Traffic wardens are allowed to break the rules if they are looking for people to ticket, it has emerged.

The information came after a civil enforcement officer from parking firm NSL was spotted parking on a “dangerous bend” at Alverstone Avenue, East Barnet.

He left his unmarked car on a single yellow line before walking off into the direction of Oakhurst Avenue.

Pauline Coakley-Webb, Labour councillor for Coppetts ward, took a photo of the car, which she said created a blind spot for drivers approaching the bend by nearby Oakleigh Park Station.

However, parking firm NSL told the Times Series wardens are allowed to park at the closet point to a reported contravention 'where reasonably necessary'.

After hearing the news, Cllr Coakley-Webb said: “It may be the case wardens can park on yellow lines while carrying out their duties, but there should be a responsibility to park safely.

“This could lead the public to deduce it’s one rule for wardens and another rule for them when it comes to parking with due diligence.”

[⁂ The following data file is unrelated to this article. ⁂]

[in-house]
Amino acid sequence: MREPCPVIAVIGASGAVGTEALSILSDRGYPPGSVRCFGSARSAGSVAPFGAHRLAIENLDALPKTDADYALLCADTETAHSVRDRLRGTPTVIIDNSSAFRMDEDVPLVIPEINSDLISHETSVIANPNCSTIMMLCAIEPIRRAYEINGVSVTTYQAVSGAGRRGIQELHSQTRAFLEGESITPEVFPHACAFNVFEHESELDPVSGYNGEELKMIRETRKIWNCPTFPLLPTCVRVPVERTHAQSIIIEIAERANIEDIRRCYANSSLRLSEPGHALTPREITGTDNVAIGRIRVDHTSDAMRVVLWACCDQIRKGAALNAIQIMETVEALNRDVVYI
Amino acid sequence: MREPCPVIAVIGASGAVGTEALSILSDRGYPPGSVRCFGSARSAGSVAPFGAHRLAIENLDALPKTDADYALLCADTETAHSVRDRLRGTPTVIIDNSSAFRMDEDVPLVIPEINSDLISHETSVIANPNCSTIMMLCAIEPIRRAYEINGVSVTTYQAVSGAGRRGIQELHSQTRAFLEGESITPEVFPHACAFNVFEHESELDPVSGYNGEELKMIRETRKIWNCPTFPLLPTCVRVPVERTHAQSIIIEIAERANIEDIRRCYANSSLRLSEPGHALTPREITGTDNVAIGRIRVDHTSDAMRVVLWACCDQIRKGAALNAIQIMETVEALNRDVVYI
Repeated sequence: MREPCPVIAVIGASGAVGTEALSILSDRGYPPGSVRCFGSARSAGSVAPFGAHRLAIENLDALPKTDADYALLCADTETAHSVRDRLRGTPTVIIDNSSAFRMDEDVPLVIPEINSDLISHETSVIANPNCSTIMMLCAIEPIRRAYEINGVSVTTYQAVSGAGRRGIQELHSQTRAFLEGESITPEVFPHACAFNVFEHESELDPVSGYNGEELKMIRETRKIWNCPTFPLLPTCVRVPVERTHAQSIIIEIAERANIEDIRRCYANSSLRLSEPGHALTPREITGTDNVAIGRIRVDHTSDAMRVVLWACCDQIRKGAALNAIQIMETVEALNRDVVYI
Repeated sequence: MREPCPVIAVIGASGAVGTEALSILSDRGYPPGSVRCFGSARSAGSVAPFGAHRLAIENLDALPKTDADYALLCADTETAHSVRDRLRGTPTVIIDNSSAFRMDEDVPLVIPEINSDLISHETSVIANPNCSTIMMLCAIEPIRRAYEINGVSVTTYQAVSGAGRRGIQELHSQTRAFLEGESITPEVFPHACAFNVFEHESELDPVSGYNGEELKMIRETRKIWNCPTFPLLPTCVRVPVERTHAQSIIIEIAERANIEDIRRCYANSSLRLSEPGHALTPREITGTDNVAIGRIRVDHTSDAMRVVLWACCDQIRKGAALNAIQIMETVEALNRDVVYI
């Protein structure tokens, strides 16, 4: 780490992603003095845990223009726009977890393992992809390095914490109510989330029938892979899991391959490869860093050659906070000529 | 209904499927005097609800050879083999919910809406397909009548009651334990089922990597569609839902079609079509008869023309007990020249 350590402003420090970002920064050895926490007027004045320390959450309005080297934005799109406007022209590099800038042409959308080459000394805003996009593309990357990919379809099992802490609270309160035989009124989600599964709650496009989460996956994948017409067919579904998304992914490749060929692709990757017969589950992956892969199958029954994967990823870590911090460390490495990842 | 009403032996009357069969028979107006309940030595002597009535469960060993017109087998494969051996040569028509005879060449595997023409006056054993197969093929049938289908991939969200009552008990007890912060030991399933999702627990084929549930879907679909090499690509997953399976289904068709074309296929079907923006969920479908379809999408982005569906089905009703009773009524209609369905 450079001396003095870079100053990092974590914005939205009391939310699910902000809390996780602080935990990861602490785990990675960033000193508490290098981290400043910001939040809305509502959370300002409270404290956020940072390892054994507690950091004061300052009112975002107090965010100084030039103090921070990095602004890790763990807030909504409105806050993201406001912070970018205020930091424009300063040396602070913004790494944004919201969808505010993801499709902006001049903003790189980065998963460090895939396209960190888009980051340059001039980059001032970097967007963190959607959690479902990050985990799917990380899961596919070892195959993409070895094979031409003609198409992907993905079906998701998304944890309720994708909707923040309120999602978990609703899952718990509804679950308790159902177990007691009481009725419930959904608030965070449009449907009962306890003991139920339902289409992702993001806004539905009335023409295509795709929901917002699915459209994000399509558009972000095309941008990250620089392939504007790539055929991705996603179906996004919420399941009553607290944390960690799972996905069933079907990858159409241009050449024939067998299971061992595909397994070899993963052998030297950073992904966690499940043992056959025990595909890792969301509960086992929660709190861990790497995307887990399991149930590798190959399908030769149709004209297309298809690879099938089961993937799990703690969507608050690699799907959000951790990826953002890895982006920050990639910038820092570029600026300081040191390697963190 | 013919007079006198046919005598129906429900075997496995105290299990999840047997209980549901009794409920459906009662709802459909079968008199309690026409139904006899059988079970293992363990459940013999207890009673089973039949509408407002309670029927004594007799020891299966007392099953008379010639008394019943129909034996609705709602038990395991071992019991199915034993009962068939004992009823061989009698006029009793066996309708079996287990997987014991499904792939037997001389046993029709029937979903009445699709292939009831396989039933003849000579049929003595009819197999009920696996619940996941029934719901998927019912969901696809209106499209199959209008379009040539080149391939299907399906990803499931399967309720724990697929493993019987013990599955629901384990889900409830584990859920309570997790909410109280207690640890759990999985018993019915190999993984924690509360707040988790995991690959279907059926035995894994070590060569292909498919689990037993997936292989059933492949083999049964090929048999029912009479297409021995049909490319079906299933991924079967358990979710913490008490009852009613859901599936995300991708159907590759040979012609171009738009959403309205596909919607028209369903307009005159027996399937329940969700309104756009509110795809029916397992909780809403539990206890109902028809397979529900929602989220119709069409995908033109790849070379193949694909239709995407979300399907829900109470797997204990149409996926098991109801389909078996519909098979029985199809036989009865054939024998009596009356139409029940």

In Alverstone Avenue, it is illegal to park on the single yellow lines between the hours of 8am to 6.30pm from Monday to Saturday.

Parking expert Derek Dishman, who blogs under the name Mr Mustard, told the Times Series: “It wasn't reasonably necessary. There were plenty of other places to park [in this instance].

"It’s very hypocritical. How can they set an example if they’re not going to follow the rules for themselves?

“It’s do as I say, not do as I do. I think it’s an outrage.

“It’s not cricket, it’s not right.”

Parking firm NSL said one of its senior wardens was called to Alverstone Avenue following a complaint from a householder that a vehicle was blocking her driveway.

Dr Belinda Webb, head of communications at NSL, said: “In line with current regulations, CEOs are permitted to park at the closest point to a reported contravention, provided they do so safely.

“It is difficult to fully assess the road conditions from the photograph, but we take every opportunity to reiterate safe parking, as anyone would expect.

“NSL’s CEOs undergo rigorous training before they go on the street. We are confident that, in this instance, the officer involved parked appropriately.”